Disruption is occurring all over the fintech ecosystem. There should be some major writing on the wall for many industries about to be obliterated by the likes of robotics and blockchain (i.e. financial advisors and transfer agents to be more precise). While there are areas that require people-to-people interaction and some serious bedside manner (like corporate M&A and other capital transactions), the reality is that most processes and procedures can easily be automated away. Growth will come as we continue to take high-cost heavy lifting away from people, replacing it with the tools necessary to make faster, more efficient finance.

Growing into the Amazon of fintech is not likely to occur overnight. Industry growing pains and individual company collateral damage still need to occur. In addition, the industry itself is so vast and the service offerings so different that the path to a catchall fintech company (similar to Amazon in e-commerce and cloud) would not likely occur until after industry maturation, consolidation, including a great deal of industry mergers and acquisitions. However, a conglomerate with such disparate technology in such varied niches in fintech would be unwieldy at best. I imagine those that will survive the current fray as successful companies would be advised to keep their heads down and stay in their lane. Until we grow up a bit, focus will be the name of the game.

Author :

Nate Nead
Nate Nead

Nate Nead is an investment banker focused on mergers and acquisitions for middle market companies. He helps companies raise capital, acquire, grow and ultimately sell for the highest price possible. He resides in Seattle, Washington. This does not represent an offer to buy or sell any securities.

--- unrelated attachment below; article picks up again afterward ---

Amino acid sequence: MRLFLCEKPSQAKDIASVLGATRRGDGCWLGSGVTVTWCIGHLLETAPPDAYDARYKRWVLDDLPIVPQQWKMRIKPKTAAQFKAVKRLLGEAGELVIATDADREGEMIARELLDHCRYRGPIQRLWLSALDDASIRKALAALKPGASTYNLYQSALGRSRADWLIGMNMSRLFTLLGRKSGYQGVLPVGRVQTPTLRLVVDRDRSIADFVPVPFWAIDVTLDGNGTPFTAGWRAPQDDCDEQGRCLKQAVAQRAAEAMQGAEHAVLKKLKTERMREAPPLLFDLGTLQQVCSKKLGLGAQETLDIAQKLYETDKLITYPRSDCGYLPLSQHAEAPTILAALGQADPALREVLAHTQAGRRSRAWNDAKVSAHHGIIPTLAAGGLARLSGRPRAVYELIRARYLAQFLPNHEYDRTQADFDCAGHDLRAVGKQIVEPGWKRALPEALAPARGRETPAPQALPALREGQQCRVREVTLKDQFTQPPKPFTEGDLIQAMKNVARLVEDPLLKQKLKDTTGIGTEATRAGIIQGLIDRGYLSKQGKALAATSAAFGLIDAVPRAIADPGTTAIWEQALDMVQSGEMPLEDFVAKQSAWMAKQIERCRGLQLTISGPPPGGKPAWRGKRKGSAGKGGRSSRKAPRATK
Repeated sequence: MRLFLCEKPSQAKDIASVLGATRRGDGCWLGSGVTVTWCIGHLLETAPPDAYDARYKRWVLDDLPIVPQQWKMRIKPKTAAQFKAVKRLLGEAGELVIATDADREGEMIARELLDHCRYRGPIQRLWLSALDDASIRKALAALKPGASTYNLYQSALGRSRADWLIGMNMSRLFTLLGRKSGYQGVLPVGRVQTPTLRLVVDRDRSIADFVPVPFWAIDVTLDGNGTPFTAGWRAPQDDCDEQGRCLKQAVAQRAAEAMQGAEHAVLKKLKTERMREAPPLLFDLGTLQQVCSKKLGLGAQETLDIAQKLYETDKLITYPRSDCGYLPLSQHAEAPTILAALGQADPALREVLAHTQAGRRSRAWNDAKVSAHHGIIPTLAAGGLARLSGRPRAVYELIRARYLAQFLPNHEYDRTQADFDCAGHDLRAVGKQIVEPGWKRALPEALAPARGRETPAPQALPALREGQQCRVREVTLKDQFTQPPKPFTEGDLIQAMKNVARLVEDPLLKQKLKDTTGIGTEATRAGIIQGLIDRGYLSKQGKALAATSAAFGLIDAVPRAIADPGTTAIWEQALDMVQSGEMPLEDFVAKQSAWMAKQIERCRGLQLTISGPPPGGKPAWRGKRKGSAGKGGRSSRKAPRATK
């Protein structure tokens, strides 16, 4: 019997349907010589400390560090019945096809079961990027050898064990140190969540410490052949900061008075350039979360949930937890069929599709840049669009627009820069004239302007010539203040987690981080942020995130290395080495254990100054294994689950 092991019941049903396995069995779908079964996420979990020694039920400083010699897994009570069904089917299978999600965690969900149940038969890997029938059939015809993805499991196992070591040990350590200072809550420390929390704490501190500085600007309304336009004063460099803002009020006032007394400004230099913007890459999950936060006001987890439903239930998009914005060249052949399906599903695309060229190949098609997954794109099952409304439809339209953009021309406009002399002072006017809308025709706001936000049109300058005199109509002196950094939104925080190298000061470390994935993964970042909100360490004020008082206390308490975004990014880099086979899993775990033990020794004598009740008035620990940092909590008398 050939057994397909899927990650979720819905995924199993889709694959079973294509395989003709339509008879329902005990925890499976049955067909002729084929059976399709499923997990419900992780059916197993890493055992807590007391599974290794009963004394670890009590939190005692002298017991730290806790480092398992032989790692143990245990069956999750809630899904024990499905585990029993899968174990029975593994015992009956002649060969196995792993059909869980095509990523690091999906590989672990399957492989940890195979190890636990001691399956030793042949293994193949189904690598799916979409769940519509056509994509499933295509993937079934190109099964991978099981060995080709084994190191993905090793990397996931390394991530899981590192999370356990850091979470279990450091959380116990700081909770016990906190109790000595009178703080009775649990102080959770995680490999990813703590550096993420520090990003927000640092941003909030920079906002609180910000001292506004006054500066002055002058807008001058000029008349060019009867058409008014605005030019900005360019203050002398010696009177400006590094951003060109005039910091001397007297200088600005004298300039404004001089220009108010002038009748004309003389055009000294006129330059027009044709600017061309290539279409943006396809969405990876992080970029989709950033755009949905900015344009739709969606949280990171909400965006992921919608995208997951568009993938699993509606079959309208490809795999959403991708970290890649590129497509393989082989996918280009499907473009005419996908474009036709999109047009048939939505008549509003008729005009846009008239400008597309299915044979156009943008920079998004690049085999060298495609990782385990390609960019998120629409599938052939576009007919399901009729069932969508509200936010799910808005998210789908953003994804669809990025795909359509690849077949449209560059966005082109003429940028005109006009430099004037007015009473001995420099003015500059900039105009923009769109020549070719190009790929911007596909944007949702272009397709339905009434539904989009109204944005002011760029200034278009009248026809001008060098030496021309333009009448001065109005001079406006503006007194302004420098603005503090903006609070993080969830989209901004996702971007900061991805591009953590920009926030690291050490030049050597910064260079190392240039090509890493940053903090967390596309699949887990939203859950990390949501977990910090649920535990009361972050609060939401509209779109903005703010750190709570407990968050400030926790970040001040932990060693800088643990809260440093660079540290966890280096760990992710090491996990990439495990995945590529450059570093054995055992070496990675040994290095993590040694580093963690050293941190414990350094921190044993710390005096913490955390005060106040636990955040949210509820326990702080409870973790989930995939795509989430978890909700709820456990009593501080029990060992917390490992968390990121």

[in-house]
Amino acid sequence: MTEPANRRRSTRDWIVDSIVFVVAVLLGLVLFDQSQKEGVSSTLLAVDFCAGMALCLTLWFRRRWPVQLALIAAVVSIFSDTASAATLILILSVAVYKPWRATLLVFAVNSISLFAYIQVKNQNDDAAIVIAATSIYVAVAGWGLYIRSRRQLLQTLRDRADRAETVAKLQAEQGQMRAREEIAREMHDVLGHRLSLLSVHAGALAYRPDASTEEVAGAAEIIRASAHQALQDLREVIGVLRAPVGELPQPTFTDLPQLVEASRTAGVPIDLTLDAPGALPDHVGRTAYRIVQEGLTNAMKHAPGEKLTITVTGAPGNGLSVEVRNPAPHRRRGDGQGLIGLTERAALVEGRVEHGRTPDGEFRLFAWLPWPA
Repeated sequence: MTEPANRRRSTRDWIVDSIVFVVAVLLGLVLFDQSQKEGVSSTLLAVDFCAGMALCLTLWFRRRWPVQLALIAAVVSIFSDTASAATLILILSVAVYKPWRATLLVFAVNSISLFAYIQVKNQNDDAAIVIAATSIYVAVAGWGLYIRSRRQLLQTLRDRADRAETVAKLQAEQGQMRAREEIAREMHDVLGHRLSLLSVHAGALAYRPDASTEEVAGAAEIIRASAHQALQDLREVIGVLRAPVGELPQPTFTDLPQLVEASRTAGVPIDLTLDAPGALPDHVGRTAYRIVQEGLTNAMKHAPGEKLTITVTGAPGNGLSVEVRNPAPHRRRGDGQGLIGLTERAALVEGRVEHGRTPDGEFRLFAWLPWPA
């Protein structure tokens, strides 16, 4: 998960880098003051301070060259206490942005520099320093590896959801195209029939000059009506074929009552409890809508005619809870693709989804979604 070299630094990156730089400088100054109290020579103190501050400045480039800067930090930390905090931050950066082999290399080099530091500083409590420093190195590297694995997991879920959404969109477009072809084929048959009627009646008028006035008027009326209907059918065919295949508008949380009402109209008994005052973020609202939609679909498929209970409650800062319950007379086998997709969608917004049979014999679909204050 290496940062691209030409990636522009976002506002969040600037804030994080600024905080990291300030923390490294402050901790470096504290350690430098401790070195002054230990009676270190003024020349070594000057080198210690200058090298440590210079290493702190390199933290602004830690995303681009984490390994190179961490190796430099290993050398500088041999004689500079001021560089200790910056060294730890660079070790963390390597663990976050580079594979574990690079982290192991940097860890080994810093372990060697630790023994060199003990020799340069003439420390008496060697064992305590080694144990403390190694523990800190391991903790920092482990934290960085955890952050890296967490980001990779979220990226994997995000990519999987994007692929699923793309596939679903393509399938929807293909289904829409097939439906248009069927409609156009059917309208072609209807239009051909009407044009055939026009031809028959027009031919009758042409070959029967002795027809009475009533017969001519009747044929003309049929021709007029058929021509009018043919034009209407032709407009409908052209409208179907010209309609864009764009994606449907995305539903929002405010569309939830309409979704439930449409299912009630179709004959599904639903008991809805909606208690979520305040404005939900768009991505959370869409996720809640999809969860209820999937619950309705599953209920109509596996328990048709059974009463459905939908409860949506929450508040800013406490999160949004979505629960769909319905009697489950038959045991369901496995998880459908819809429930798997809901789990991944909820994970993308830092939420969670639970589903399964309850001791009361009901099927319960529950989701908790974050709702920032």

About the author

George Popescu

Serial entrepreneur.

George sold and exited his most successful company, Boston Technologies (BT) group, in 2014. BT was a technology, market maker, high-frequency trading and inter-broker broker-dealer in the FX Spot, precious metals and CFDs space company. George was the Founder and CEO and he boot-strapped from $0 to a $20+ million in revenue without any equity investment. BT has been #1 fastest growing company in Boston in 2011 according to the Boston Business Journal and the only company being in top 10 fastest in 2012-13 as it was #5 in 2012. BT has been on the Inc. 500/5000 list of fastest growing companies in the US for 4 years in a row ( #143, #373, #897 and #1270). After the company sale in July 2014 until February 2015 George was Head-of-Strategy for Currency Mountain ( ), a USD 100 million+ holding company focused on retail and medium institutional currencies, precious metals, stocks, fixed income and commodities businesses.

• Over the last 10 years, George founded 10 companies in online lending, craft beer brewery, exotic sports car rental space, hedge funds, peer-reviewed scientific journal ( Journal of Cellular and Molecular medicine…) and more. George advised 30+ early stage start-ups in different fields. George was also a mentor at MIT’s Venture Mentoring Services and Techstar Fintech in NY.

• Previously George obtained 3 Master's Degrees: a Master's of Science from MIT working on 3D printing, a Master’s in Electrical Engineering and Computer Science from Supelec, France and a Master's in Nanosciences from Paris XI University. Previously he worked as a visiting scientist at MIT in Bio-engineering for 2 years. George had 3 undergrad majors: Maths, Physics and Chemistry. His scientific career led to about 10 publications and patents.

• On the business side, Boston Business Journal has named me in the top 40 under 40 in 2012 in recognition of his business achievements.

• George is originally from Romania and grew up in Paris, France.